Arundo monoculture along a levee bank offers little wildlife benefit
The Solano Resource Conservation District is working with private landowners in the Cache Slough area to control Arundo. Arundo is a non-native plant introduced to stabilize levees. It provides D+ habitat, so the Delta Conservancy applied for a grant with the Department of Water Resources to work on eradicating non-aquatic invasive plants. The Solano RCD was given funds to work with local private farmers and ranchers to replace Arundo with a complex of native plants along irrigation canals.
In situations where the adjacent land is used for grazing livestock it also requires an investment in fencing and watering troughs to move intensive animal use off the area. This improves the health of the livestock and limits direct access to the ditches to only pulse grazing. The RCD has been working for 4 years now with a few cooperating landowners.The Arundo still wants to come back, so there are no quick fixes. It reminded me of my never ending battle with crabgrass in my garden. At the same time the native plants are getting established and doing quite well even in the drought.
This conservation practice, if applied on a larger scale, could have a larger beneficial impact to the health of the sloughs and waterways in the Delta. Already you see more bird life and other critters.
An irrigation ditch before livestock fences are built to control access.
This is a great example of how incentives for private landowners helps to offset the costs of changing how they do business. These changes are a win-win-win for everyone: better livestock, better environment, better soil and water management. And that is a win for all of us.
After fencing and restoration.
Knights Landing Outfall Gates from the Sacramento River side.
The construction project to place structures on the Knights Landing Outfall Gates to exclude salmon is almost complete. I recently went to the event when the gates were installed. Congratulations Reclamation District 108 on getting something built.
The drainage water from Glenn-Colusa Irrigation District and the Colusa Basin Drain enters the Sacramento River or continues down the Ridge Cut at Knights Landing. Most of the drainage water comes out in the fall when rice fields are drained before harvest. At this time salmon are swimming up the Sacramento River to spawn and some of them are attracted to the flows and head up the Drain. Unfortunately, if they go over the Outfall Gates they are permanently separated from the river where the spawning beds are located and lost to the wild salmon population.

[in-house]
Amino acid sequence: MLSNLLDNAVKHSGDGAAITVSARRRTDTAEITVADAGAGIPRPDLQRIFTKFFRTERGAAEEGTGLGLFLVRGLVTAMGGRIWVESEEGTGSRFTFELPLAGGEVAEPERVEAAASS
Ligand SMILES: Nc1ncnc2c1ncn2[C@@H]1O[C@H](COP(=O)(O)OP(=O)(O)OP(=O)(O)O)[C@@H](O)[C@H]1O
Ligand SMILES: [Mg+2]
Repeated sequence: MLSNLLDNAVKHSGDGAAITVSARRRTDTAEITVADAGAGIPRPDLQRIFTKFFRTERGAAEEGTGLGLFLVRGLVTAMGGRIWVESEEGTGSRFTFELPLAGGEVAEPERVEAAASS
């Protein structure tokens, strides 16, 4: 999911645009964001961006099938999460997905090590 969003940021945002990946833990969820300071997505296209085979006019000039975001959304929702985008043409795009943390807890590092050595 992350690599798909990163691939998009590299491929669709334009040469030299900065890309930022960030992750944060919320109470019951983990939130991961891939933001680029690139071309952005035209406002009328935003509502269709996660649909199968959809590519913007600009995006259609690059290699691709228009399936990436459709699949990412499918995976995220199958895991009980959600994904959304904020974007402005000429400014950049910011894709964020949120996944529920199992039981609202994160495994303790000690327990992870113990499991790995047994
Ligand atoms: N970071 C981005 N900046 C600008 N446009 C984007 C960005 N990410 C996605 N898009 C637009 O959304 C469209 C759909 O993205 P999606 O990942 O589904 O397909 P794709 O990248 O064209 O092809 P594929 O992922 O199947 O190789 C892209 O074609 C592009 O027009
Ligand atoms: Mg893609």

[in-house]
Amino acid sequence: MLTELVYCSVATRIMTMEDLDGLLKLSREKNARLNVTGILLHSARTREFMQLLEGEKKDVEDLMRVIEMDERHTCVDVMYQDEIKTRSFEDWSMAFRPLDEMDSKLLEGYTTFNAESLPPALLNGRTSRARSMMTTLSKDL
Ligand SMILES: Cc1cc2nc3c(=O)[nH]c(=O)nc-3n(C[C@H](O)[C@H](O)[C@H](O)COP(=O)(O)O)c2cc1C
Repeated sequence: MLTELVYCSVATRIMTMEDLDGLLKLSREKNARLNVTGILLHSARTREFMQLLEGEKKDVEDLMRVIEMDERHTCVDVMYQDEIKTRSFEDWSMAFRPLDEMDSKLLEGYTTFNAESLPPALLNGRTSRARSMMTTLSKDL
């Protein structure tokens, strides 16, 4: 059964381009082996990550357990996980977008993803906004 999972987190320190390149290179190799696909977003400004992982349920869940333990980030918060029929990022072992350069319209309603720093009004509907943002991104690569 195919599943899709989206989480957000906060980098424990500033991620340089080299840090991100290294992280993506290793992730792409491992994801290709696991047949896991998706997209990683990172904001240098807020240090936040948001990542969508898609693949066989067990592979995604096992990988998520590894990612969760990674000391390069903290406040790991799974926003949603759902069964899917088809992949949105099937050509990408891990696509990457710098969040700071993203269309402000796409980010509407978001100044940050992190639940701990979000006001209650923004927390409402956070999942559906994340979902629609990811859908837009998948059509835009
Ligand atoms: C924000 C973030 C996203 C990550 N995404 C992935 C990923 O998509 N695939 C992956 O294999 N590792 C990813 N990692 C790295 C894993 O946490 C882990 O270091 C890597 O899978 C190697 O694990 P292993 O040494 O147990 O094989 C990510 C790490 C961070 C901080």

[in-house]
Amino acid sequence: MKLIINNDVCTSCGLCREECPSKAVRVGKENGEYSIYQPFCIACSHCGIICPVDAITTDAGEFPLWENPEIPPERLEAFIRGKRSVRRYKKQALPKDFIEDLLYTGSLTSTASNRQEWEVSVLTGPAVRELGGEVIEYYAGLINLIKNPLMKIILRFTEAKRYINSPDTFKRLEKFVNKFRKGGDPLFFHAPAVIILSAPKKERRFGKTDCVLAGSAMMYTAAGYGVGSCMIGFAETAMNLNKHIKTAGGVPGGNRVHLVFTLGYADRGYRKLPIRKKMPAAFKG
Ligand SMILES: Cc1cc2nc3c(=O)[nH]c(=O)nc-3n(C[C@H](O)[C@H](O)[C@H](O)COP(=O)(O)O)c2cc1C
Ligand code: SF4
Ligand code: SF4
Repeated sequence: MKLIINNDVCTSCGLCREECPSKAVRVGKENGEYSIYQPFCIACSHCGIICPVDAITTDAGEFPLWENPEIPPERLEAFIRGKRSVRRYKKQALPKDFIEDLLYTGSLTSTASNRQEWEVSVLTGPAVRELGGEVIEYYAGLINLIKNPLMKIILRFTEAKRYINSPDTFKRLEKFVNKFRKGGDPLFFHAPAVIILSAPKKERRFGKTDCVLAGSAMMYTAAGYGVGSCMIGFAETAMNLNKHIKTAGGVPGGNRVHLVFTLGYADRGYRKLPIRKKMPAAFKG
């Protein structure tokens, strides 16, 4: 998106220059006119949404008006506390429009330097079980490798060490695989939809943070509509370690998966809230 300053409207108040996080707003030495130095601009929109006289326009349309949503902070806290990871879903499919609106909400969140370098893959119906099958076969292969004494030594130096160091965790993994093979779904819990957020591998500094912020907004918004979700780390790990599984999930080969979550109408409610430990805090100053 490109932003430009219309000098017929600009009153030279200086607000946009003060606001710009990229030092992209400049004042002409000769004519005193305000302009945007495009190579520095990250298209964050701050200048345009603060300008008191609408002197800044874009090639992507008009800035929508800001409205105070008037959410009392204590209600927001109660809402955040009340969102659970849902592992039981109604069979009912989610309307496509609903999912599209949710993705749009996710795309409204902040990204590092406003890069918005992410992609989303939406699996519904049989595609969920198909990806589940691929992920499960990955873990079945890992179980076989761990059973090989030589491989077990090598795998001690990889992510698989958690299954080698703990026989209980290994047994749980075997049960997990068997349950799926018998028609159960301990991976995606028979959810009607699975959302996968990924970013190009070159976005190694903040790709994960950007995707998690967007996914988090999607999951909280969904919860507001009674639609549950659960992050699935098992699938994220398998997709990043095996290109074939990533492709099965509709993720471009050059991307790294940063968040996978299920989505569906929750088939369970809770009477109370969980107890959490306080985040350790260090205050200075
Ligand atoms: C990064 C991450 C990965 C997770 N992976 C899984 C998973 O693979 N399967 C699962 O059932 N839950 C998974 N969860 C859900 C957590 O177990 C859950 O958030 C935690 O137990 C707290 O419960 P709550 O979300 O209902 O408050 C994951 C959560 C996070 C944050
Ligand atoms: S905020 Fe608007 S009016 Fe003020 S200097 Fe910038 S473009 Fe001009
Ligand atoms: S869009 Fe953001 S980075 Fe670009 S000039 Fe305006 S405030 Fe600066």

People watching the gates being installed to keep salmon from entering the Colusa Basin Drain.
In November the construction will be complete. Then the only place where salmon can enter the Colusa Basin Drain will be through the Yolo Bypass Toe Drain and up the Wallace Weir. The Department of Water Resources is designing a permanent structure for Wallace Weir that will also exclude salmon. Reclamation District 108, who operates the Knights Landing Outfall Gates and is managing this project, has also agreed to manage the Wallace Weir construction.
Gate is lowered into place.
It is crazy to hear about the challenges of permitting a project that is built primarily to benefit an endangered species—winter run salmon. You can build a Walmart with a negative declaration under CEQA, but you have to spend several hundreds of thousands of dollars to do the environmental work to permit something just for the betterment of the environment. Go figure.
This excellent video describes the Nigiri Project at Knaggs Ranch in the Yolo Bypass. Watch as these students explain the importance of floodplains to producing food for salmon fry. These young fish move from the gravel spawning beds on the Sacramento and Feather Rivers toward the ocean. Due to our flood control levees they have lost 95% of their floodplain feeding grounds.
Lulu the Wonder Dog sniffing out the fish at Knaggs Ranch.
Farmers in the Yolo Bypass have been working with UC Davis and government scientists to prove that fish will grow at record rates on rice fields when flooded in the winter time. As the fields are drained, the fish continue their journey to the ocean and the food is flushed into the Delta where it provides food for Smelt and other native fish.
Local stakeholders have worked out an integrated plan that meets flood, fish, farm and waterfowl needs. It is now before government agencies to seize the opportunity for breakthrough.
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The Freeport Bar and Grill is a community institution. It is a smallish sit down restaurant on Highway 160/Freeport Boulevard. Access is easier than ever with the completion of Cosumnes River Boulevard overpass at Interstate 5. The sports bar has no less than 5 televisions, so I could watch the UCLA and USC football games at the same time. Unexplainably they also had a British comedy on without sound (this only works for Monty Python!)
I ordered a small caesar salad and a diet coke. It is not exactly the house specialty but I was hoping for clam chowder. The lettuce could use some more spin and the dressing was applied with a heavy hand. The Yelp review gives it 3.5 stars.